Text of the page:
\u200bMichael Boatman, Delroy Lindo, Christine Baranski, and Audra McDonald of the CBS All Access series The Good Fight.

Diane Lockhart (Christine Baranski) with colleagues Julius Cain (Michael Boatman), Adrian Boseman (Delroy Lindo), and Liz Reddick-Lawrence (Audra McDonald) in The Good Fight.

Photo Credit: Patrick Harbron/CBS.

"If we can go back into production, I will have finished my 11th year as Diane, with the possibility of a few more," Baranski says. "I think it's the only show streaming or on the air that addresses this dystopian moment in history. Diane can't cope with living in the age of Trump. She joined a resistance movement last year. This year we go even deeper into the rabbit hole and ask why certain people no longer have to honor subpoenas. Why are certain people above the law? What is happening to the rule of law in this country? It's an incredible story arc I have this season. I'm very excited about it. I hope we get to finish it."

Actors, of course, shouldn't be mistaken for the characters they play, but anyone who has watched Baranski stride through courthouses and conference rooms in Diane Lockhart's uncompromisingly high heels for 10 years might be excused if they find it hard to distinguish the performer from the part.

"I would that I had Diane's brains and her legal expertise," Baranski says. "I love playing someone so much sharper in that department, but I am not that person, it's not how my mind works. I don't think I could pass a bar exam. Nor do I need to dress as well as Diane does every day. But the nice thing is that, because Robert and Michelle King are such gifted writers, and because I've been playing the role so long, they have kind of tailored it to me. They use my human qualities. They use my sense of humor. They use my laugh. They often have it scripted that 'Diane literally guffaws.' I have a very robust laugh, as you've heard. They have not written my character as an edgy, angry, feminist quote-unquote bitch. You never see a woman who wallows in her victimhood. Diane is heroic without being Joan of Arc. Heroic on a daily basis. She's got terrific equilibrium, and sanity and clarity, and when she loses it, you think, 'Wow, things must be really bad if Diane is losing it.'"

Christine Baranski in a palm leaf print gown.

Dress and necklace by Dolce & Gabbana. Earrings by Dauphin.

Photography by David Roemer. Styled by Cristina Ehrlich.

Baranski's scriptable laugh and comic talents don't bespeak a childhood of unbroken joy. She and her older brother were raised in blue-collar Buffalo. Her mother, Virginia, took care of the kids; her father, Lucien, worked as the editor of a Polish-language newspaper. Both her parents sang in amateur choruses. It was her paternal grandmother, "my Nana," who left the mark of the theater on Baranski. Her paternal grandparents had been actors in Buffalo's Polish theater, and for a number of her early years Baranski shared a bedroom with her grandmother.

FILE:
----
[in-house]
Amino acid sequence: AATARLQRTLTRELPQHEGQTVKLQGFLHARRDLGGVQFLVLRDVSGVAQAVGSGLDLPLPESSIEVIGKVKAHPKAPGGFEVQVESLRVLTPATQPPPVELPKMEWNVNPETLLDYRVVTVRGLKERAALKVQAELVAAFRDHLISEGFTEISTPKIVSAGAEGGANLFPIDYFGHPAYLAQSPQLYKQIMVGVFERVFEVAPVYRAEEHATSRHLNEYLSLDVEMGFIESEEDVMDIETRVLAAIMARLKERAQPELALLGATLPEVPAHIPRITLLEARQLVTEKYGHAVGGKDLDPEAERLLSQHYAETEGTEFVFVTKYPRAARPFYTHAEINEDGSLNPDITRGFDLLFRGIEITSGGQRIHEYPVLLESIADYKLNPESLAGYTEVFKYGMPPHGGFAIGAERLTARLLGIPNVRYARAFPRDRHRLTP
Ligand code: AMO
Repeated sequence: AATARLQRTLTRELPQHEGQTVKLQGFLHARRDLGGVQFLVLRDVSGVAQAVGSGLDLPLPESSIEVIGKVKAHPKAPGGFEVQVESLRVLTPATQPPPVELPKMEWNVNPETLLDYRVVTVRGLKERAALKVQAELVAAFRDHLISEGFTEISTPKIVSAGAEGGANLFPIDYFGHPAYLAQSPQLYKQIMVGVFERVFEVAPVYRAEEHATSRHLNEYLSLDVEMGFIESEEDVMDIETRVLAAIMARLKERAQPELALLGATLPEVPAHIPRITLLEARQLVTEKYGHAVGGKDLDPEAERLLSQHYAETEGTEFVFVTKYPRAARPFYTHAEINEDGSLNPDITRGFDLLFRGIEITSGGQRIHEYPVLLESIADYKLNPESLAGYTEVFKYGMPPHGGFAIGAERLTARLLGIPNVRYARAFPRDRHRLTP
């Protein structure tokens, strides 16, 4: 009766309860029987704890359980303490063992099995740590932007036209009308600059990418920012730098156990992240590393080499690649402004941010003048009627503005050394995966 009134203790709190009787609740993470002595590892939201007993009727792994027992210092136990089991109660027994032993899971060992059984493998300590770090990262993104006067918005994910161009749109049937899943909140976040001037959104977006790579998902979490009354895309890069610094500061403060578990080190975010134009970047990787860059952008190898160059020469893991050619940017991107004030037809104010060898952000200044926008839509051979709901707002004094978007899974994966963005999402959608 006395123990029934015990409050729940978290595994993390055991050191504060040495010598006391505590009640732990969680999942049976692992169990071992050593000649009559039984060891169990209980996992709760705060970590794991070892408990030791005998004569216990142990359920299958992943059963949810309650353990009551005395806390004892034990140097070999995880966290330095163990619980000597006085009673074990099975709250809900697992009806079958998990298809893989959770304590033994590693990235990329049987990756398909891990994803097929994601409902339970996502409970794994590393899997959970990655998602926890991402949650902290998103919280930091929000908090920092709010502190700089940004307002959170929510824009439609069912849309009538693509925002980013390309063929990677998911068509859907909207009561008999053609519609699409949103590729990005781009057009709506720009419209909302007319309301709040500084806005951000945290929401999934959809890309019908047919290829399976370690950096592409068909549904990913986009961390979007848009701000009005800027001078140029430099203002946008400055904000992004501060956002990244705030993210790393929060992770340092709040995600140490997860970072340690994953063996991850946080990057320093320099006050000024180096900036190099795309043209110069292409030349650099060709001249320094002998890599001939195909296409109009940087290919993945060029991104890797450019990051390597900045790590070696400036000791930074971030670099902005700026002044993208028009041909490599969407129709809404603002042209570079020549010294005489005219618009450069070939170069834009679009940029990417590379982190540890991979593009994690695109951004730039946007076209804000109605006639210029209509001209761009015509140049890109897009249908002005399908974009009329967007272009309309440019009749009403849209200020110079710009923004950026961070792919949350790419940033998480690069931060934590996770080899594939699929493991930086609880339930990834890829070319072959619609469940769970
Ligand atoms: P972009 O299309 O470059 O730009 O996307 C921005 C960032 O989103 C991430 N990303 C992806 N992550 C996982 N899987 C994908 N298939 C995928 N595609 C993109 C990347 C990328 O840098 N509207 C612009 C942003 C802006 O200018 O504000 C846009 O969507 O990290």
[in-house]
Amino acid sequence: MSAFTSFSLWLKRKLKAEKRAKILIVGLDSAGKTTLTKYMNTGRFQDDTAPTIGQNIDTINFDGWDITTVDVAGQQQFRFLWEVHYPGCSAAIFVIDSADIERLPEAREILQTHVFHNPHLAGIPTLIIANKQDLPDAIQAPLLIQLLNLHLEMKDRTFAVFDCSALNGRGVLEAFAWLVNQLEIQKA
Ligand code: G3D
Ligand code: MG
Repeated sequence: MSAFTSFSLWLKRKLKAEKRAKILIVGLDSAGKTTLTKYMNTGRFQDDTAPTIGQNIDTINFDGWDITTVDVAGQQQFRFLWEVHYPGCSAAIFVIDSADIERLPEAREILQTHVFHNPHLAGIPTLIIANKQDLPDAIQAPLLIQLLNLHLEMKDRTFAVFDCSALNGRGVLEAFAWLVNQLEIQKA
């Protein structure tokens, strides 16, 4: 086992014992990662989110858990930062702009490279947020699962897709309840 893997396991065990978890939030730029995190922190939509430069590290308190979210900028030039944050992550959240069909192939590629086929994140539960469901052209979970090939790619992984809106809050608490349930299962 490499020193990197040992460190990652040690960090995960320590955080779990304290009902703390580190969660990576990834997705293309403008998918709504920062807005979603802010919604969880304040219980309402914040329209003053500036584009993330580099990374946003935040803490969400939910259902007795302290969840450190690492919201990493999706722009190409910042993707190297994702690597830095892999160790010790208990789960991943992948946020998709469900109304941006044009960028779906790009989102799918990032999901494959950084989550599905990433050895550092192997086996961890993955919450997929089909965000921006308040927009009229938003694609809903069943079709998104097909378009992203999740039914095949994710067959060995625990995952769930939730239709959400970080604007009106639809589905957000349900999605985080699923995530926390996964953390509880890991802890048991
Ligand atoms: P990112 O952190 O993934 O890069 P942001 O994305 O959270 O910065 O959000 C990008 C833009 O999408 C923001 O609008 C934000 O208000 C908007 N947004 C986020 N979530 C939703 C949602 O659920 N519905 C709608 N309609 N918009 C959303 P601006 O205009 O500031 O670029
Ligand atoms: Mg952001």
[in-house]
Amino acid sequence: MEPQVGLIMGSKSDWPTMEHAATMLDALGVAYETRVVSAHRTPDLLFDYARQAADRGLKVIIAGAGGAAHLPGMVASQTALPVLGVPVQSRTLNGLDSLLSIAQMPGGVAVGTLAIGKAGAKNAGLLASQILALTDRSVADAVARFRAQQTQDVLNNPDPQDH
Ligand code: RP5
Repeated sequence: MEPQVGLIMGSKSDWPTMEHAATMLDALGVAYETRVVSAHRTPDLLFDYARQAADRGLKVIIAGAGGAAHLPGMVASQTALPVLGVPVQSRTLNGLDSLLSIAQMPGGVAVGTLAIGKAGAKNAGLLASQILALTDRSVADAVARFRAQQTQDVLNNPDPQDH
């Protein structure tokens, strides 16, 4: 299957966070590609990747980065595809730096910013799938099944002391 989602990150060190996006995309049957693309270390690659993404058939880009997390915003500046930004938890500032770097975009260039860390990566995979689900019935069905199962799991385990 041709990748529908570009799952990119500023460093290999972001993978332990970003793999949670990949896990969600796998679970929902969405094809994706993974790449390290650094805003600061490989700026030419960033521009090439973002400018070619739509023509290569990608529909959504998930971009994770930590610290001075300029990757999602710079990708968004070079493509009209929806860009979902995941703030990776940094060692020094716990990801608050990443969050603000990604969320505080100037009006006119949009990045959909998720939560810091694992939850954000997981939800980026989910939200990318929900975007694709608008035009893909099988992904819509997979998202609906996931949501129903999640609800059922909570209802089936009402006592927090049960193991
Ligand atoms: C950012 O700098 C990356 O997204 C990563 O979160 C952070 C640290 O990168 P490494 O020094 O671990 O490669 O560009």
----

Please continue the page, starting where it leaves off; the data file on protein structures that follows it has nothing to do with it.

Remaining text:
"She was my Auntie Mame; she had all these friends from Poland with very effusive personalities," Baranski says. "She loved getting together for nights of singing and drinking. I remember being in the bedroom and my mom and I couldn't sleep because Nana was making so much noise. She loved music and theater and ballet; she wore colorful clothing; she wrote her own comedy show and did skits. She taught me so much about life."

In 1960, when Baranski was 8, her father died of an aortic aneurysm (a malady that later claimed her brother's life as well, at age 48), and Nana moved out."My father's death was awful in retrospect," Baranski recalls. "I went into survival mode. Unlike my grandmother, my mom wasn't physically affectionate or very communicative emotionally. She was a strong woman; she was raised in the Depression and got through the war, but she wasn't good at comforting. She was suddenly a single mom and had to raise kids on her own and find work. She held us together.

But I remember suffering a sense of shock and fear that we weren't going to be OK. I knew my grandmother and my mother were at odds. I would often hear arguments. We moved, and that meant changing schools and making new friends. I chewed my nails down to the bone—I was very nervous. I wasn't an outstanding student. But by seventh grade, I became this achiever. That's the way I coped. I was president of my class all through high school."

Christine Baranski in a wine-colored power suit.

Suit by Alice + Olivia. Necklace by Jennifer Fisher. Watch by Cartier. Earrings by Dauphin.